Leaders of the G7 industrial nations meeting in Brussels say they are prepared to impose further sanctions on Russia over its actionsin Ukraine.
A joint statement condemned Moscow for its "continuing violation" of Ukraine's sovereignty.
The G7 summit is the first since Russia was expelled from the group following its annexation of Crimea in March.
On Thursday, leaders are discussing the global economic outlook, climate change and development issues.
Although Russian President Vladimir Putin is not at the Brussels summit, he will hold face-to-face talks with some G7 leaders - not including US President Barack Obama - in Paris afterwards.
However, both Mr Putin and Mr Obama will attend a ceremony commemorating the 70th anniversary of the D-Day landings in France on Friday.
While in Poland on Wednesday, President Obama warned Moscow against what he called its "dark tactics" in Ukraine.
Diplomacy has intensified to try to resolve the biggest crisis in years between Russia and the West, says the BBC's Chris Morris in Brussels.
'Cynicism without limit' In response to the G7 statement on Ukraine, Russian Prime Minister Dmitry Medvedev has accused the world leaders of "cynicism without limit" for calling the Ukrainian government's military campaign against separatists in the east "measured action".
G7 leaders gathered in Brussels on Wednesday evening for the opening dinner of the summit, which was originally due to be held in the Russian city of Sochi.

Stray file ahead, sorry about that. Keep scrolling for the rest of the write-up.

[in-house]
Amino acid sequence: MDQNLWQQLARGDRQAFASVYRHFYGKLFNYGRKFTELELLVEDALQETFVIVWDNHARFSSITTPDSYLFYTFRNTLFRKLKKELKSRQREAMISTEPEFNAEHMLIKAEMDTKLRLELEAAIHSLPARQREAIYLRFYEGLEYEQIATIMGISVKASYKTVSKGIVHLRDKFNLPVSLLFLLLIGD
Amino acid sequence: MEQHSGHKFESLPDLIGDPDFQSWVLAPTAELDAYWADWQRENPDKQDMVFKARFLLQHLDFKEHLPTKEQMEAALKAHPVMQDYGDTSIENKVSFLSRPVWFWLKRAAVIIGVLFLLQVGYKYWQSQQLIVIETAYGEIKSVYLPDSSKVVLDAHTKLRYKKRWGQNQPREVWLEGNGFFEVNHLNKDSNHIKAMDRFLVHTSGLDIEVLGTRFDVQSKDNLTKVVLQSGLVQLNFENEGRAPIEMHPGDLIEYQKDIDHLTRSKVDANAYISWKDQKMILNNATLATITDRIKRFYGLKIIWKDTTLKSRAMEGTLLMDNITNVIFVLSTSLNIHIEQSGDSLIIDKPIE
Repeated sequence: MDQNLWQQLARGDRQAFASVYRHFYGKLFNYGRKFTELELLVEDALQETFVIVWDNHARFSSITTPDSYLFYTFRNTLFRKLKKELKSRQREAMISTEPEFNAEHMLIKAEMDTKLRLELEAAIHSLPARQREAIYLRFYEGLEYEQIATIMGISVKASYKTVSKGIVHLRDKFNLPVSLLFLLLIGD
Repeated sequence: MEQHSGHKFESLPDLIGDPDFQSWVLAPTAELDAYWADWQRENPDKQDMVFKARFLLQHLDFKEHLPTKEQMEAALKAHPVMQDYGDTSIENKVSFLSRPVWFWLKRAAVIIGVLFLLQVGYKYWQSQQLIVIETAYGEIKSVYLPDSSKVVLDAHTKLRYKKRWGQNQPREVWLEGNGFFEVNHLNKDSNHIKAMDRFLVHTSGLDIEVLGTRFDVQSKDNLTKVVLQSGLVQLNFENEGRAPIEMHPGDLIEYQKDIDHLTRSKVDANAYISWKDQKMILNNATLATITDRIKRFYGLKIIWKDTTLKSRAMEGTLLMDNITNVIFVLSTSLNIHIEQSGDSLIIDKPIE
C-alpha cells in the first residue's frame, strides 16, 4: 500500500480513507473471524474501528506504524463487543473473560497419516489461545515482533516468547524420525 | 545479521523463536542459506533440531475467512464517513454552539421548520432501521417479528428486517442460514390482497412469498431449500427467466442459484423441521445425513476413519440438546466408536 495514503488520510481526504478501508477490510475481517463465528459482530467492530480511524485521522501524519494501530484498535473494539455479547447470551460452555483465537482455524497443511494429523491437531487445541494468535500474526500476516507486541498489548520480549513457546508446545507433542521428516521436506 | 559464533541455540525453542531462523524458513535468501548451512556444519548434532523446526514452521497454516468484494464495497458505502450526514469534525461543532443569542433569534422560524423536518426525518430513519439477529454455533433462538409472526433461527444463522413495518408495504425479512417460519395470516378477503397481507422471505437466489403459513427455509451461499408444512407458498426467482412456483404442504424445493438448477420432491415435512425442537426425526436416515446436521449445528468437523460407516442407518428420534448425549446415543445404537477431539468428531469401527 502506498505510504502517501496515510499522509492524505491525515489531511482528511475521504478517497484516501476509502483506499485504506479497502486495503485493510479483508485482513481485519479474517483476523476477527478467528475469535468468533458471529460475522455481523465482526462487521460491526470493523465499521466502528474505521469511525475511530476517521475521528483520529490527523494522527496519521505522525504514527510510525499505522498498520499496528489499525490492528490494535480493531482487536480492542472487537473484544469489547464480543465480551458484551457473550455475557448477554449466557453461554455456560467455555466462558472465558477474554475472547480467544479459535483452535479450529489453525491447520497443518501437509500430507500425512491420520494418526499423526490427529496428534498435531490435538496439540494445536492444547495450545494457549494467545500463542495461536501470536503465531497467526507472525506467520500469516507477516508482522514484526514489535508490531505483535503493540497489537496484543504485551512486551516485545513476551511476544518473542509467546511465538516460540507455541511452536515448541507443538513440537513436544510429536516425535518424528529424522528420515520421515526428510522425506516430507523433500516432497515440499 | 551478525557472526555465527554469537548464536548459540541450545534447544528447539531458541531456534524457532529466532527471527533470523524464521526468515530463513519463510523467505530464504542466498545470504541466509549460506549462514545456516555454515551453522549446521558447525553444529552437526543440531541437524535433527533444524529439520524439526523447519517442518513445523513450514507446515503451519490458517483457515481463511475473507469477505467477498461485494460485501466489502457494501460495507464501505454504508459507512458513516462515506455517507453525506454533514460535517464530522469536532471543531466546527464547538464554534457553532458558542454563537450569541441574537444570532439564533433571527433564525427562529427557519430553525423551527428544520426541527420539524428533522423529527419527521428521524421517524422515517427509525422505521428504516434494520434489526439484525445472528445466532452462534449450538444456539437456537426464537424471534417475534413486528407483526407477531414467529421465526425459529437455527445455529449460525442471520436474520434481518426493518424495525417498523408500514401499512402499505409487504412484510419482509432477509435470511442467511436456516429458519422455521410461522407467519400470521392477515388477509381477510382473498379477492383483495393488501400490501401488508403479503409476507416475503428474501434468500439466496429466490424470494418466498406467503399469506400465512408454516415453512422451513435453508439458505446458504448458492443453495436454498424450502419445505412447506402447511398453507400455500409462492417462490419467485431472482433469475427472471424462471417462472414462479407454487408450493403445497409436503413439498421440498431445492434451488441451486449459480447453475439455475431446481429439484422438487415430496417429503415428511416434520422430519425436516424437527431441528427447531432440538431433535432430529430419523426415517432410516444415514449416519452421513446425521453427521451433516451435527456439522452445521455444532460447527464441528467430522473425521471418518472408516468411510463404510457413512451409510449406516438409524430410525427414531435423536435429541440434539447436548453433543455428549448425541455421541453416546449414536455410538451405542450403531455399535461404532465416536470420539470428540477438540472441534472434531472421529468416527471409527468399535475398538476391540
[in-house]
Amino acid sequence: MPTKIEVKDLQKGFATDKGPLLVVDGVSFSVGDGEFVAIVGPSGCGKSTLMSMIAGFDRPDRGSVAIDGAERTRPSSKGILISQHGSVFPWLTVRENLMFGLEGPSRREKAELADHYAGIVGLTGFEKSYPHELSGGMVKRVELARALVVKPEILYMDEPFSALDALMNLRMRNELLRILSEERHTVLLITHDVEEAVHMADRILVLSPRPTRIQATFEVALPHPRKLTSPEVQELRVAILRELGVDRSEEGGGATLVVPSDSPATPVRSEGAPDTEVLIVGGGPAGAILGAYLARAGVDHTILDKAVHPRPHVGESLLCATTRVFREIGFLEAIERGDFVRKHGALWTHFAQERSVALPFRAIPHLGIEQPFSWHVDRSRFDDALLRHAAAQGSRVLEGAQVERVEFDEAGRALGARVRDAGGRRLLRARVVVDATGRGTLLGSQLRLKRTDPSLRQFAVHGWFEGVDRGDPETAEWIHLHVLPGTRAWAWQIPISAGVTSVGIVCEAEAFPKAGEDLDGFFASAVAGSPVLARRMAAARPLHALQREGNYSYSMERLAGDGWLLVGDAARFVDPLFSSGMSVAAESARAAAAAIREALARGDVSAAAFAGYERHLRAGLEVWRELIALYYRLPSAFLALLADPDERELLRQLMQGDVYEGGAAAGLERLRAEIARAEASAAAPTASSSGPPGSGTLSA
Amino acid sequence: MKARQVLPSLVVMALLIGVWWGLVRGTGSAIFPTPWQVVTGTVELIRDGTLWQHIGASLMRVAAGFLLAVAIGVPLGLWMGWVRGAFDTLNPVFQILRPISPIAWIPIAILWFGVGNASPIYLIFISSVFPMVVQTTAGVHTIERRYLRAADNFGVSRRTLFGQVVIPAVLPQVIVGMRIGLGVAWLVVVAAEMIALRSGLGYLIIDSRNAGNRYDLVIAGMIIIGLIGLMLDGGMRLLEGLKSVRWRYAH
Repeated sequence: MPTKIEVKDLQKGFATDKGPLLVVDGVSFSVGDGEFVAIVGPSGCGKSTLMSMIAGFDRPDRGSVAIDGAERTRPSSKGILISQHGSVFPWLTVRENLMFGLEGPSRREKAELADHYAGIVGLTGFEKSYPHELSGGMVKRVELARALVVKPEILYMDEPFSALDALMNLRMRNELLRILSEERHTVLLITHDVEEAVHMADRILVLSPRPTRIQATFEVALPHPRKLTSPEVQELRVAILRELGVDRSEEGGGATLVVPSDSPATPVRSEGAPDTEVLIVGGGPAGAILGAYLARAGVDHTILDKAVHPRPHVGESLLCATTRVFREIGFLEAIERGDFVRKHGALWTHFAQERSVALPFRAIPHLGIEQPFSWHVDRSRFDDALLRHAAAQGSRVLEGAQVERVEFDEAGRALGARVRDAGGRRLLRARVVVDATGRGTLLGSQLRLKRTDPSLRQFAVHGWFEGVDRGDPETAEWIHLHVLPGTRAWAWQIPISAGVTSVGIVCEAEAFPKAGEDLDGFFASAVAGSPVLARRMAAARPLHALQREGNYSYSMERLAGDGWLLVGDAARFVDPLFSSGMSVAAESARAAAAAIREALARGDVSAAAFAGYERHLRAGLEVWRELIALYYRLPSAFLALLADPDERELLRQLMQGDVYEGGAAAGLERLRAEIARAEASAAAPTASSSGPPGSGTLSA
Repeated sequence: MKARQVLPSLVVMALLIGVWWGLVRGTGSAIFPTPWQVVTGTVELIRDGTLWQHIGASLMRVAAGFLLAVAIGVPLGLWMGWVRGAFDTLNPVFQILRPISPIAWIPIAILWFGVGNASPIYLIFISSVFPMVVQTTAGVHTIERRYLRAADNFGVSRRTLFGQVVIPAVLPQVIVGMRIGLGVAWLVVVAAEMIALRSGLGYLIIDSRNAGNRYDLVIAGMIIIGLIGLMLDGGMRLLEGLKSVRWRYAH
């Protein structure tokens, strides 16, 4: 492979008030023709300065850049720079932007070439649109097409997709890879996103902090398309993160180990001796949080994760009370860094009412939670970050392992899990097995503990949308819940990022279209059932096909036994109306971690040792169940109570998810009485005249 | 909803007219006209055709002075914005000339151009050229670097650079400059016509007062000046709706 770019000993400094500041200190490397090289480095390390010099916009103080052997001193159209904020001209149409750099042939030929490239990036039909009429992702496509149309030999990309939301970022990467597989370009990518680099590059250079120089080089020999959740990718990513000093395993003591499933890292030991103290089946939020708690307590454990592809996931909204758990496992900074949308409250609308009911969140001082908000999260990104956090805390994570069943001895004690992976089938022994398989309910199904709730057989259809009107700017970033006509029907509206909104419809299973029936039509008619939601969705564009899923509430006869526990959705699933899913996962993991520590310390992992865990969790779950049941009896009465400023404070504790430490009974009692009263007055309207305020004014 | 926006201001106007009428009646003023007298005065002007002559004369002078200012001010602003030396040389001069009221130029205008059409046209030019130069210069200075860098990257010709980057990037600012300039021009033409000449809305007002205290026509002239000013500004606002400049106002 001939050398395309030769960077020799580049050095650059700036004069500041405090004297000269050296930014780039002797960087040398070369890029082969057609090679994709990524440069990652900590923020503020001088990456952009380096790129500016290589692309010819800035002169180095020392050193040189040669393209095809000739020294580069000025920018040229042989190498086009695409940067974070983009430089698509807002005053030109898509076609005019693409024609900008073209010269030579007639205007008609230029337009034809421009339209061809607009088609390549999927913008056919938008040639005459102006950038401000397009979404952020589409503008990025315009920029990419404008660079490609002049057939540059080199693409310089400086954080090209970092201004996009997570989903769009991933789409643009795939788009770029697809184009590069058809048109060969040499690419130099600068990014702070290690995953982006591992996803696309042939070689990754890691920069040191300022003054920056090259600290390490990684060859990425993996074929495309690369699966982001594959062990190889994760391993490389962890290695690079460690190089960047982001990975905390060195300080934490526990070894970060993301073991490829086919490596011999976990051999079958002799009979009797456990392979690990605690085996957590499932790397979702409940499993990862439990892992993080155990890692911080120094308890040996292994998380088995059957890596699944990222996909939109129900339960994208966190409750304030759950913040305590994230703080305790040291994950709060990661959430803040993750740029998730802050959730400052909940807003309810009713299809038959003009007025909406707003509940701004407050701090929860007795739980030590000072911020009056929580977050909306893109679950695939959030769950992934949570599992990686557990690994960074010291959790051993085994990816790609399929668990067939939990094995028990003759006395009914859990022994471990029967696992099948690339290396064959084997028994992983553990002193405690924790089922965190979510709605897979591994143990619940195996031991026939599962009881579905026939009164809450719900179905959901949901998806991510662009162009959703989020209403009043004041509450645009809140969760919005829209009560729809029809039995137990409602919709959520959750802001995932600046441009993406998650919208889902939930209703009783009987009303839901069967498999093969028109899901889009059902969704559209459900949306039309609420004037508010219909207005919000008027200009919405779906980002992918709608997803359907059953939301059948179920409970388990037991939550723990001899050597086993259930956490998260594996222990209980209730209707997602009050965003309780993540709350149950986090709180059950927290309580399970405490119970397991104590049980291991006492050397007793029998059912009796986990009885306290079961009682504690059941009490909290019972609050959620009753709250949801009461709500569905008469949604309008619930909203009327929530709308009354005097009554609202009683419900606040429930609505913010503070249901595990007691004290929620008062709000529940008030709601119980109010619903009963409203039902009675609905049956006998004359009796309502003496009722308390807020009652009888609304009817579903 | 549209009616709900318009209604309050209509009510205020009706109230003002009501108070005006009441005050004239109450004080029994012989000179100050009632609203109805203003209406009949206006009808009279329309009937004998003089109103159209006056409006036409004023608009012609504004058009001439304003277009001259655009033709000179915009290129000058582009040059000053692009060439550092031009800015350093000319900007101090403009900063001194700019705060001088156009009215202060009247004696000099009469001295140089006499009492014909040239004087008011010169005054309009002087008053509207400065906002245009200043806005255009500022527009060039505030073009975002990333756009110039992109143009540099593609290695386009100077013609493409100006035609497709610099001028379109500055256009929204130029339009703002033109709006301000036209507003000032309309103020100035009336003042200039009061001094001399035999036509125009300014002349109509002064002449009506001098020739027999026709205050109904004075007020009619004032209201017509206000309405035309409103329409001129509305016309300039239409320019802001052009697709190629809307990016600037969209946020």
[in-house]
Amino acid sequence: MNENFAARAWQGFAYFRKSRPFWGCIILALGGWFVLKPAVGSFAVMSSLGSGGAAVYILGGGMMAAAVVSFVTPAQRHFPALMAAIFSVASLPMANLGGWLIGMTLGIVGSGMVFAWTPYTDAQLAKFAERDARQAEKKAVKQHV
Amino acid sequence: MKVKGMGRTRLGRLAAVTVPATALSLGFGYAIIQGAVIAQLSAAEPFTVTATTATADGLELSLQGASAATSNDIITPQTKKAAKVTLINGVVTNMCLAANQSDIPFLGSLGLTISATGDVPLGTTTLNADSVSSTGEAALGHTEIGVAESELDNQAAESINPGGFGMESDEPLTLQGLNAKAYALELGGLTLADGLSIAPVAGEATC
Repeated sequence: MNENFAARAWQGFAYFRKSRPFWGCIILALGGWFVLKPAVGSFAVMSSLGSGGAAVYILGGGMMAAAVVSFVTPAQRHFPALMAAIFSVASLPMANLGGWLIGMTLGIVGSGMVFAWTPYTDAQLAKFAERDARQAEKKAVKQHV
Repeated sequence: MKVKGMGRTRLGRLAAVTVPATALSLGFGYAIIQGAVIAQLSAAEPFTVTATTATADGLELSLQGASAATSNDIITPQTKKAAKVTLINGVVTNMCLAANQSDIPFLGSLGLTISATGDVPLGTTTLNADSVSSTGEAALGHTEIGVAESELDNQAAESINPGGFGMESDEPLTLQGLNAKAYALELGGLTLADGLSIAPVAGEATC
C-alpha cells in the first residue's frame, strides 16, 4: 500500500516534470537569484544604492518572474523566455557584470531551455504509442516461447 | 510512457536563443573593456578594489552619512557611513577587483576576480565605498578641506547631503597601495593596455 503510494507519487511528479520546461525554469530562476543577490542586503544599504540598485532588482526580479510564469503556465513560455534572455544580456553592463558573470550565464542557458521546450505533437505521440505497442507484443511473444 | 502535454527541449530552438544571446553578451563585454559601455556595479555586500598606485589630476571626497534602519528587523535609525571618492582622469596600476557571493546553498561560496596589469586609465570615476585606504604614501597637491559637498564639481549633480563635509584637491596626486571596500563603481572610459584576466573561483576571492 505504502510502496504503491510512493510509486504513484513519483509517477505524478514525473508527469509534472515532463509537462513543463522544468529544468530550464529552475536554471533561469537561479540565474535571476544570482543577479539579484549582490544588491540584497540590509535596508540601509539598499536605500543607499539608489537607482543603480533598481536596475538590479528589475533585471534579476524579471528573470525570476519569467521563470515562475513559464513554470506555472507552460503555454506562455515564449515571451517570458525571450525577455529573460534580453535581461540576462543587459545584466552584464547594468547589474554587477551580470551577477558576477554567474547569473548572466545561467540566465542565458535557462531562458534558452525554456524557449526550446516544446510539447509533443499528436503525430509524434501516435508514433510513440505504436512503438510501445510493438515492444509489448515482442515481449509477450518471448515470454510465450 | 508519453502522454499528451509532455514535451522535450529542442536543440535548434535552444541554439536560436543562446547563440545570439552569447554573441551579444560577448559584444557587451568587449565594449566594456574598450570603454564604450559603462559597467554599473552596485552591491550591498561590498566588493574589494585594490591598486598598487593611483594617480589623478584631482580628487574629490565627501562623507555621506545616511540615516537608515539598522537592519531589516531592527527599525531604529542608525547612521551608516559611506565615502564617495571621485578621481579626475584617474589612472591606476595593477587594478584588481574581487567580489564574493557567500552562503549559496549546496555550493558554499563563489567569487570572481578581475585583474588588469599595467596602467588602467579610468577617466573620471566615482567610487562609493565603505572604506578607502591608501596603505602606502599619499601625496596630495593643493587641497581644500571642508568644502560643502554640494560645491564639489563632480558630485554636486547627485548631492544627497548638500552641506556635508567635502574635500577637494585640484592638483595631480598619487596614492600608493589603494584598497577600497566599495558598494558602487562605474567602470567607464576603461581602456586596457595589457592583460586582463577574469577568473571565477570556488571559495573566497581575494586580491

"We are united in condemning the Russian Federation's continuing violation of the sovereignty and territorial integrity of Ukraine," they said in a joint statement.
German Chancellor Angela Merkel told reporters: "We can't afford a further destabilisation of Ukraine."
"We have made clear that we want to continue with our three-step approach - support Ukraine in economic issues, talks with Russia, and should there no progress on all those issues... the possibility of sanctions, tougher sanctions, remains on the table," she said.
During a speech in Warsaw to mark 25 years since the fall of communism in Poland, President Obama condemned what he called Russian "aggression" in eastern Ukraine.
"How can we allow the dark tactics of the 20th Century to define the 21st?" he said.
Mr Obama also met Ukraine's President-elect Petro Poroshenko in Warsaw, and pledged $5m (£3m) of military assistance to Kiev including body armour and night-vision goggles.
Mr Poroshenko, a billionaire sweet manufacturer, was elected in May.
He will be at the D-Day commemorations ahead of his inauguration on Saturday and said he did not rule out meeting Mr Putin.
Mr Putin told French TV he was "not going to avoid any of them" but said Mr Poroshenko needed to be serious about a dialogue with factions in eastern Ukraine.
"I think Mr Poroshenko has a unique opportunity. He still doesn't have blood on his hands. He still can stop this reprisal operation and start a direct dialogue with citizens of the south and the east of his country," he said.
Meanwhile, on the ground in Ukraine, separatist rebels have taken two military bases in the eastern region of Luhansk.